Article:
Bart Defoort - ts
Nathalie Loriers - p
Philippe Aerts - b
Mimi Verderaeme - d
I'm not sure why this was billed as the Defoort-Loriers Quartet, as it was clearly the saxophonist's: he made the announcements and wrote almost all of the original tunes. Jazzques has chronicled the various line-ups Defoort has been trying out recently. I haven't seen them, but these four are pretty much the best exponents of contemporary straight-ahead jazz in Belgium. If they get to continue playing together, it's hard to imagine a better combination.
Maybe I was still exhausted from the previous very late night and therefore softened up, but it was really great to hear this, at least for the first 1.5 sets. Perhaps the late Whitney Balliett's definition of jazz as the sound of surprise has become over-used: sometimes, jazz is just the sound of delight, and that's fine. This quartet's swing - so unpretentious, relative to its high quality, that it seemed understated - was precisely that. Unlike Defoort's rather detached 2003 album The Lizard Game and band, this group actually sounded like it had something invested in these tunes.
Defoort is a player who's nimble without being imposing. His tunes often had some stop 'n' go edge, but never really transferred it into the blowing sections. His solos developed unhurriedly and even at their most frenetic, he remained soberly unexuberant. His sound was relatively light and contained, but grew warmer and more ample on standards like "Darn That Dream" and "My One And Only Love." It's only on the rhythm changes-based "Hope You Got It" at the end of the third set that he unleashed some uncharacteristic bluesy honking.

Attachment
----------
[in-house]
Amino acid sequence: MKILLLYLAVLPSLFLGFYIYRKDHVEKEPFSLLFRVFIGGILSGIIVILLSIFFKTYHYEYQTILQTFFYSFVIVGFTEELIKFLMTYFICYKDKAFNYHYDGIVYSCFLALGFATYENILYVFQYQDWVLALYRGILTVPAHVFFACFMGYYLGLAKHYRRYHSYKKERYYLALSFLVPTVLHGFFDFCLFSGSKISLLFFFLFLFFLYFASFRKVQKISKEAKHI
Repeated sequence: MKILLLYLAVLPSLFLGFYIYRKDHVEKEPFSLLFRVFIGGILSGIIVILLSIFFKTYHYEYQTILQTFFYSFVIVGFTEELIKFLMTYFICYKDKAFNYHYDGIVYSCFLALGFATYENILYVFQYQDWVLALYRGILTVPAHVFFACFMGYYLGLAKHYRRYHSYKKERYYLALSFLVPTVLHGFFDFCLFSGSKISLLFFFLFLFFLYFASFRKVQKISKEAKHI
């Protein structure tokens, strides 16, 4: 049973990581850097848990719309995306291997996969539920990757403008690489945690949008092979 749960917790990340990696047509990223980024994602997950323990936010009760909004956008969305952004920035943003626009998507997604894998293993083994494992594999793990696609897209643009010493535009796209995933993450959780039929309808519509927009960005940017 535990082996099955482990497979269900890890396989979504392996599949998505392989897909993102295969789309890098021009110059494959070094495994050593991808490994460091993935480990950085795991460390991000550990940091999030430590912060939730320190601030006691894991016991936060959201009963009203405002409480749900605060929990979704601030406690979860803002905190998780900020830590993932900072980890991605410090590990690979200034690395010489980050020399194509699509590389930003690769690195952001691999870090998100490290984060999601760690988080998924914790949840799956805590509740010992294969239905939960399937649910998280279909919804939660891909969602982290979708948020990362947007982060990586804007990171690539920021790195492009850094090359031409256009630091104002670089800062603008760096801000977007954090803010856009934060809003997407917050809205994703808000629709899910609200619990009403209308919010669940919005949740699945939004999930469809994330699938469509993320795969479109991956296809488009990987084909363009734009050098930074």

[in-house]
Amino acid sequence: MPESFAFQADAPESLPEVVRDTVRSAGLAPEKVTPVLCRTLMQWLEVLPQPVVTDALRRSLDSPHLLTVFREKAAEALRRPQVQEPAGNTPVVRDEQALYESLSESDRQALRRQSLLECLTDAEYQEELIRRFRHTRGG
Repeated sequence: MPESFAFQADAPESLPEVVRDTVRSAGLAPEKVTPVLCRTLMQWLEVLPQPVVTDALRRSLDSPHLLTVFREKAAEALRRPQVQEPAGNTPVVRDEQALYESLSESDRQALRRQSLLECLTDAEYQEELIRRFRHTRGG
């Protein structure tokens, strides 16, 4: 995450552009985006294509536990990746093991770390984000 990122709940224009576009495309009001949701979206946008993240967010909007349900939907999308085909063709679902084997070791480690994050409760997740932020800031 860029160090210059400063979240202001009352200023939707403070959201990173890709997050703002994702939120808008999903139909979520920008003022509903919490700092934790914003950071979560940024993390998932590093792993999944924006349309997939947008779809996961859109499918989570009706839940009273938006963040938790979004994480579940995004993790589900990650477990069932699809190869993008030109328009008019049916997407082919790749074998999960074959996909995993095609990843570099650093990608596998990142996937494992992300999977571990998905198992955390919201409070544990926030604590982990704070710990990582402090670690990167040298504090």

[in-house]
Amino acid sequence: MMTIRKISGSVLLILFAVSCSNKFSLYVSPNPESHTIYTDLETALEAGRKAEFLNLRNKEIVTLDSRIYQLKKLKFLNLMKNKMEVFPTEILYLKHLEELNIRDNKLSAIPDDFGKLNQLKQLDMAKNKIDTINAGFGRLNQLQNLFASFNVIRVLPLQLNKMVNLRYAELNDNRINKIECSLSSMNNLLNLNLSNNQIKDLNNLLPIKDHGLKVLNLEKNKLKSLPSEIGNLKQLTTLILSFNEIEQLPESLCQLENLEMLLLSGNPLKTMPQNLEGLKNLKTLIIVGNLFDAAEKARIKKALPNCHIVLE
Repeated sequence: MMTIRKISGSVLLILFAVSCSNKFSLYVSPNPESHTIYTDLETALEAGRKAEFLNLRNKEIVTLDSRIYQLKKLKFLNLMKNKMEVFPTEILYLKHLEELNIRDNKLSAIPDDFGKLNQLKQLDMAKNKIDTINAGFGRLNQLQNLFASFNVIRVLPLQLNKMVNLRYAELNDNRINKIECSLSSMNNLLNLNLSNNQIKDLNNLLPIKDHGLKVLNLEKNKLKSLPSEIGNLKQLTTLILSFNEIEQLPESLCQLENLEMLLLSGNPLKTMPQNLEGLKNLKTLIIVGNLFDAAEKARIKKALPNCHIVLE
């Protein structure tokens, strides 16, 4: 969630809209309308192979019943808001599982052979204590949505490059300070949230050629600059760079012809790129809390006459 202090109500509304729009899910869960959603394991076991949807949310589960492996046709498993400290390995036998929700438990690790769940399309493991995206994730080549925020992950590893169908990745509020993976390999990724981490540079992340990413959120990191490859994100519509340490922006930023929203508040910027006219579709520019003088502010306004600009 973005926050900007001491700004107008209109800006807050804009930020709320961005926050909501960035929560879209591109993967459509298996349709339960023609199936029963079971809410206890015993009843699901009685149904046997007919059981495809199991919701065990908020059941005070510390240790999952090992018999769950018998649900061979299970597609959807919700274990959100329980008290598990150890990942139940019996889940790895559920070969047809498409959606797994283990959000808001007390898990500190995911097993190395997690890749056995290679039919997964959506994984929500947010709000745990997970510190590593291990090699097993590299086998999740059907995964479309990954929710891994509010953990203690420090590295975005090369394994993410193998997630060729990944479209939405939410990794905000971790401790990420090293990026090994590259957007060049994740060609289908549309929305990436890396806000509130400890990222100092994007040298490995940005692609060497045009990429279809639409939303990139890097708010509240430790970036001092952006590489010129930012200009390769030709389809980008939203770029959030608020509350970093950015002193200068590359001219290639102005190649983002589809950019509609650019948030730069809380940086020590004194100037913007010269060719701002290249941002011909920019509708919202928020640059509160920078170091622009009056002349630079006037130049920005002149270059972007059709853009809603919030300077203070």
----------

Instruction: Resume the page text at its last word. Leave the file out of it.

Philippe Aerts contributed the only non-Defoort original, "Forward." Its neatly-accented tenor-piano-bass unison line, with no supporting chordal playing, made the quartet sound like a big band section. Maybe that's not too surprising, as all three are regular Brussels Jazz Orchestra members.
Ever since listening to last year's reissue of Silent Spring, I've become a Nathalie Loriers convert. Her consummate grace and light, caressing touch mean that she never gives the impression of straining towards a peak. Perhaps this is a more feminine conception of musical architecture. On "Central Park West," her light-hearted stroll-in-the-park of a solo was underscored by the rhythm section's loosely bossa-tinged patterns. While her beautiful Bill Evans-styled intro to "My One And Only Love" was an unsurprising deviation from her core style, she also held her own on a Defoort original that built up to a Coltrane Quartet 6/8 feel, with tumbling drums and Aerts solidly hitting the chords' roots for Loriers to freely develop complex voicings over.
I very rarely go to the Music Village, mostly because of its relatively high prices and misgivings about the audience it attracts, but I have to admit that it's very tastefully decorated and boasts what are probably the only toilets where you can admire Brad Mehldau promoting Hanlet pianos while standing at the urinal. The pillars in the lines of sight remain as annoying as ever, though. I bumped into Flagey's PR person, Muriel Hasson, who reminded me that McCoy Tyner is holding a two-night stand there in March, with Charnett Moffett and Eric Gravatt. Hopefully, he'll be accepting interviews.